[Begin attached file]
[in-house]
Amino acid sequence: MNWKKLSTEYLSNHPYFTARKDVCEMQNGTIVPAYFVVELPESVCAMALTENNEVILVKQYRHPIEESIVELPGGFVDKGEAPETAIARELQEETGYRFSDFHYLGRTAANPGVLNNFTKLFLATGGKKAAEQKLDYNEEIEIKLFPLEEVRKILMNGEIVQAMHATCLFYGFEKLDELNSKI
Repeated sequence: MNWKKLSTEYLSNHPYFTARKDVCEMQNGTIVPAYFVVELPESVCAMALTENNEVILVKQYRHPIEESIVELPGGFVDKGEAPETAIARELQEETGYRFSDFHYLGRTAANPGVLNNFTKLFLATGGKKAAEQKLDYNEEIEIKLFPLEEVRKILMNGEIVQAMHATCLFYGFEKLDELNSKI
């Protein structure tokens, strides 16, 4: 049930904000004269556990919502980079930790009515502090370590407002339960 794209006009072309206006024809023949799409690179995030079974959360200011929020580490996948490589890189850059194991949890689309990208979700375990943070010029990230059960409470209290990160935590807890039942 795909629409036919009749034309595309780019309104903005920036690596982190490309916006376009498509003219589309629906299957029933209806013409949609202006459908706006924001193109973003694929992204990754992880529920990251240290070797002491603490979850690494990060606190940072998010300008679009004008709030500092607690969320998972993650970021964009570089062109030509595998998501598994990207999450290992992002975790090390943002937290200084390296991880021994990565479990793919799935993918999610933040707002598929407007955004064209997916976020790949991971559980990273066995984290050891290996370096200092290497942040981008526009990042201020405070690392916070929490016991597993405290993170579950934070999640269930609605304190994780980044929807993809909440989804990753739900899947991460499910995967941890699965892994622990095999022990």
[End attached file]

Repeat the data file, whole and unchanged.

[in-house]
Amino acid sequence: MNWKKLSTEYLSNHPYFTARKDVCEMQNGTIVPAYFVVELPESVCAMALTENNEVILVKQYRHPIEESIVELPGGFVDKGEAPETAIARELQEETGYRFSDFHYLGRTAANPGVLNNFTKLFLATGGKKAAEQKLDYNEEIEIKLFPLEEVRKILMNGEIVQAMHATCLFYGFEKLDELNSKI
Repeated sequence: MNWKKLSTEYLSNHPYFTARKDVCEMQNGTIVPAYFVVELPESVCAMALTENNEVILVKQYRHPIEESIVELPGGFVDKGEAPETAIARELQEETGYRFSDFHYLGRTAANPGVLNNFTKLFLATGGKKAAEQKLDYNEEIEIKLFPLEEVRKILMNGEIVQAMHATCLFYGFEKLDELNSKI
């Protein structure tokens, strides 16, 4: 049930904000004269556990919502980079930790009515502090370590407002339960 794209006009072309206006024809023949799409690179995030079974959360200011929020580490996948490589890189850059194991949890689309990208979700375990943070010029990230059960409470209290990160935590807890039942 795909629409036919009749034309595309780019309104903005920036690596982190490309916006376009498509003219589309629906299957029933209806013409949609202006459908706006924001193109973003694929992204990754992880529920990251240290070797002491603490979850690494990060606190940072998010300008679009004008709030500092607690969320998972993650970021964009570089062109030509595998998501598994990207999450290992992002975790090390943002937290200084390296991880021994990565479990793919799935993918999610933040707002598929407007955004064209997916976020790949991971559980990273066995984290050891290996370096200092290497942040981008526009990042201020405070690392916070929490016991597993405290993170579950934070999640269930609605304190994780980044929807993809909440989804990753739900899947991460499910995967941890699965892994622990095999022990």